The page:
I can say that in New Orleans, the majority of us actually are showing shame for this happening. Everyone that I speak to, tells me that it's different when it happens locally, it's kept between ourselves. For something to get this big though, and be on the cusp of the very battle that may historically help define parts of the constitution is being taken seriously.

Yeah, I voted for him.

If only I would have known that he was more outwardly corrupt than some other politicians.

posted on May, 27 2006 @ 09:44 PM
Call me dense, but I fail to see where there is a constitutional issue here.

posted on May, 27 2006 @ 09:48 PM

posted by skibum
Call me dense, but I fail to see where there is a constitutional issue here.

Basically, the senate leaders have bipartisanly supported the idea that this violates the Checks and Balances system of the Constitution and that the protection from the Executive Branch to "harass" congressmen/women.

posted on May, 27 2006 @ 09:48 PM
There supposedly is a constitutional issue, because in something along the lines of 147 years, there has never been a political office raided by the FBI. Politicians have come to believe that they are above the FBI, and other law enforcement agencies, because of this.

posted on May, 27 2006 @ 09:54 PM

posted by Zaphod58
There supposedly is a constitutional issue, because in something along the lines of 147 years, there has never been a political office raided by the FBI. Politicians have come to believe that they are above the FBI, and other law enforcement agencies, because of this.

213 years is closer I think.

Are the congressmen protecting themselves from the ongoing scandals going around?

Or is the Justice Department truly breaking through walls that were put up by our founding fathers to protect the congress, ie. separation of powers.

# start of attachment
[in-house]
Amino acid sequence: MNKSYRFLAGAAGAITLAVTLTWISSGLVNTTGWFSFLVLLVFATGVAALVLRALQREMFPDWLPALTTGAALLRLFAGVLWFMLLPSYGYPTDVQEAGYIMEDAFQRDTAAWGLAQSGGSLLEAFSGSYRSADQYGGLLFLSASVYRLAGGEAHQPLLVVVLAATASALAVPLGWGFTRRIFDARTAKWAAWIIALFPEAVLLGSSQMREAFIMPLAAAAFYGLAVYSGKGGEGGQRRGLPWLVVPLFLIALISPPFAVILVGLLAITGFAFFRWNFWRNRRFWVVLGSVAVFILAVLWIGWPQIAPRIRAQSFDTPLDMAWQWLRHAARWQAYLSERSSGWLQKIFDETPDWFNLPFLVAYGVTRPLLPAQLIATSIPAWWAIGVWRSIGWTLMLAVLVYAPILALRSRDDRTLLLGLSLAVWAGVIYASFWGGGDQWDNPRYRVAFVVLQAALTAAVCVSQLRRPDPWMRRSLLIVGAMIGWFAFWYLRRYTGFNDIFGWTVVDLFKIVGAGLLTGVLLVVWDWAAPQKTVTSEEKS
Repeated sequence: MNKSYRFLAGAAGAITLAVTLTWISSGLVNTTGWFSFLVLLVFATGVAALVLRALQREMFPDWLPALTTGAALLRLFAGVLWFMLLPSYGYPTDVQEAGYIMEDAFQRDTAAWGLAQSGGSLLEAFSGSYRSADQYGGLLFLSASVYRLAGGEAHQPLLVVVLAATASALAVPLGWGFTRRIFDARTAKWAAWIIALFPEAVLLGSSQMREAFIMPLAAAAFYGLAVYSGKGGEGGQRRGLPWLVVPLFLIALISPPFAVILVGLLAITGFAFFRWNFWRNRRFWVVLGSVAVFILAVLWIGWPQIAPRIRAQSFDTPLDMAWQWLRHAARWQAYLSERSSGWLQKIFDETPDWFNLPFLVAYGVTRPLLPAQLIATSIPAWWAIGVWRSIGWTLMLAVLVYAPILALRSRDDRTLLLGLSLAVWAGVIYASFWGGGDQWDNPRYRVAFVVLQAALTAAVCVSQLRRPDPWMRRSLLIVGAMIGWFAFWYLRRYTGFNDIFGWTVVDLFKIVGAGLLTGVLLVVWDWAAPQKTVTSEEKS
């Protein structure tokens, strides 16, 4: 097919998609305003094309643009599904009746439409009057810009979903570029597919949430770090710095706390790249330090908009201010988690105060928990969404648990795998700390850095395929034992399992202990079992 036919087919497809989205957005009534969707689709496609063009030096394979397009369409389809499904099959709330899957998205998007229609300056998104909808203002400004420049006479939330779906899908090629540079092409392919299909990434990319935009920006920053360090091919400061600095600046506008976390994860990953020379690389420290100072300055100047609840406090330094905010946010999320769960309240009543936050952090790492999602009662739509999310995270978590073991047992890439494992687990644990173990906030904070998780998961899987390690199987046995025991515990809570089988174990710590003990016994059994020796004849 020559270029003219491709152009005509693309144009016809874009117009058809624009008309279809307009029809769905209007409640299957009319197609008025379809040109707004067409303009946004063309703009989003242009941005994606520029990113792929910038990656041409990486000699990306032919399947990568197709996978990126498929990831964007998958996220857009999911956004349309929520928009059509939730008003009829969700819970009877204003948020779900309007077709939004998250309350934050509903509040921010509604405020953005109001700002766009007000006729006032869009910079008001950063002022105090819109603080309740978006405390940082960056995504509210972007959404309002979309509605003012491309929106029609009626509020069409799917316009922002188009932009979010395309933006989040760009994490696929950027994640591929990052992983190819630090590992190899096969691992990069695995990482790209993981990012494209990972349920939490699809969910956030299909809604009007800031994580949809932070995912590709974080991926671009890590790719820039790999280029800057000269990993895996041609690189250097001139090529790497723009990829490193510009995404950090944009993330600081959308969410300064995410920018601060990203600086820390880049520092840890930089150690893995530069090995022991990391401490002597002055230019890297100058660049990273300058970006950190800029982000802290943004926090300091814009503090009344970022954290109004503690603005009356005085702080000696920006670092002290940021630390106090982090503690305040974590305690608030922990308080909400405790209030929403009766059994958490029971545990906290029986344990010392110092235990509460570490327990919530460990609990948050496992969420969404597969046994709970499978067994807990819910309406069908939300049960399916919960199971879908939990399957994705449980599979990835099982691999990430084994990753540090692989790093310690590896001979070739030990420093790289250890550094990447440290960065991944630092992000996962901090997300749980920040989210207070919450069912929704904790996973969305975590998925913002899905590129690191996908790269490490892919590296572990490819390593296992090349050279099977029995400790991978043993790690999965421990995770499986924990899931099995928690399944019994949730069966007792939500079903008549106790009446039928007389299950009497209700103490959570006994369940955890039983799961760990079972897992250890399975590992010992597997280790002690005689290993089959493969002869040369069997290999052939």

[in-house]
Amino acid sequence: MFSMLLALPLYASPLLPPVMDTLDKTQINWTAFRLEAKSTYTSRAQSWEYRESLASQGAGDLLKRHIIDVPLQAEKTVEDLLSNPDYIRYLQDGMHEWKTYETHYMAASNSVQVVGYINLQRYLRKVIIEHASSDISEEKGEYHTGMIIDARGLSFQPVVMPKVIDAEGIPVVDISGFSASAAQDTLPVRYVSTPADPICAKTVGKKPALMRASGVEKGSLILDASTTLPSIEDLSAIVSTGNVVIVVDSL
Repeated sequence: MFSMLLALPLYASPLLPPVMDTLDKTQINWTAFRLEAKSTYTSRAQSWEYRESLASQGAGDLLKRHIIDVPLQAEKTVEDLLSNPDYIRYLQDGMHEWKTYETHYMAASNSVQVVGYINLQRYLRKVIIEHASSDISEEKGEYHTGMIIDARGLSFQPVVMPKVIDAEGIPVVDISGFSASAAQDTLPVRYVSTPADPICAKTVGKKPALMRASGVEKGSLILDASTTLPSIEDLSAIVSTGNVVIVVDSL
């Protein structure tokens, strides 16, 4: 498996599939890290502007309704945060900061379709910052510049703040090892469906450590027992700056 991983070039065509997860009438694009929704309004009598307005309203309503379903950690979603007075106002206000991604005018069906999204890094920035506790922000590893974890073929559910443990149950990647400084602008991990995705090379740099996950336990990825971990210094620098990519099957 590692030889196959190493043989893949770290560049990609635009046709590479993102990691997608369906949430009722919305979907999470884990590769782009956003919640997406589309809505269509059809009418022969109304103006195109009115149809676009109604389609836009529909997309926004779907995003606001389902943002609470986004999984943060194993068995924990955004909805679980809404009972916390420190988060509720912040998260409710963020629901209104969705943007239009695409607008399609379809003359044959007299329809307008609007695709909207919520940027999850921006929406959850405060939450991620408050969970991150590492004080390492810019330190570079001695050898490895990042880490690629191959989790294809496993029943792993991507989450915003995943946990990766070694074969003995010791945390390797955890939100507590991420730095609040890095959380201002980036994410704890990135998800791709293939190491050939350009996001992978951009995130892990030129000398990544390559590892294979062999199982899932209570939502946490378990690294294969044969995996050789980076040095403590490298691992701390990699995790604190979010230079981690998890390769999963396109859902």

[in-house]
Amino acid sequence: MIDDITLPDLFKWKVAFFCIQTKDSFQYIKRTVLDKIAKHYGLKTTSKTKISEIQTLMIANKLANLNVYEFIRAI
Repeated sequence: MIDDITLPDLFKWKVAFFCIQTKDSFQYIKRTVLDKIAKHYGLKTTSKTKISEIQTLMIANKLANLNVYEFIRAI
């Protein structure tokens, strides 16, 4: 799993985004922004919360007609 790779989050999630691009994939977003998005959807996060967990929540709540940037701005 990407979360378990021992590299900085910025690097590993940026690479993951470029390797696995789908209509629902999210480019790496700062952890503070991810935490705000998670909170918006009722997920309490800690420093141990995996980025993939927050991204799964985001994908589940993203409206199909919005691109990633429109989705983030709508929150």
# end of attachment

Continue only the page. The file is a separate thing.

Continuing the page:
It's really open at this point, and I am very interested to see what our president is going to do in order to try and fix this.

posted on May, 27 2006 @ 10:04 PM
This has nothing to do with separation of powers. This has ONLY to do with someone in Congress breaking a law, being caught, and Congress trying to protect him, and themselves. Just because they're in Congress doesn't mean that they can do anything they way. He broke the law, there was a legally binding warrant that was signed by a judge, therefor the documents were seized legally.

posted on May, 27 2006 @ 10:11 PM
I agree with you, and as originally posted, part of a problem is things events like Cheney's office deciding to go along with the congressmen. I have a feeling there is a fish hidden in a closet that doesn't want to come out. I'm only 23, but I have never seen a fight come out like this.

Of course, he was caught on tape taking the bribe, but there are very mixed feelings about the whole course of this investigation and where it has gotten us to. I would like to see which one is lying the most for their benefit. I feel as though both sides are doing things they shouldn't be.

posted on May, 27 2006 @ 10:20 PM

Of course, he was caught on tape taking the bribe, but there are very mixed feelings about the whole course of this investigation and where it has gotten us to.

Apparently the congressman had 8 months to turn over the requested documents pertaining to the investigation.

He tried to hide behind his office, a warrant was issued (IMO the issuance of the warrant is essentially a preliminary ruling from a lower court as to the constitutionality).

I don't feel its up to Congress and the President to try to come to an agreement, IMO that would be usurping the powers of the Judicial branch.

I say prosecute and let the system do what it was designed to do, any constitutional issues will be decided in the proper forum the Supreme Court.

[edit on 27/5/06 by Skibum]

posted on May, 27 2006 @ 10:21 PM
Remember, they have Jefferson on video tape accepting a $100,000,00 bribe. Accepting a bribe cannot possibly be protected by the copnstitution. The Justice Dept. tried for 8 months to get the congressman to cooperate with their investigation and he refused. Again, I cannot see how any overstepping of authority or breach of protocols was possibly committed. Finally, in frustration, the Justice Dept. sought and got a warrant to search the congressmans office. Even then, they brought in outisde officials (not connected with the investigation) to oversee the search of the office and be sure they were not taking anything at all that wasn't directly mentioned in the search warrant. Bear in mind that the entire warrant was granted by a judge and the judge had to have been cognizant of the separation of powere issue(s) before granting the warrant. I just fail to see how the investigators did anything wrong. Congressmen & women cannot be above the law and they cannot hide behind some separation of poweres cloak. Just hang the guy and get on with it.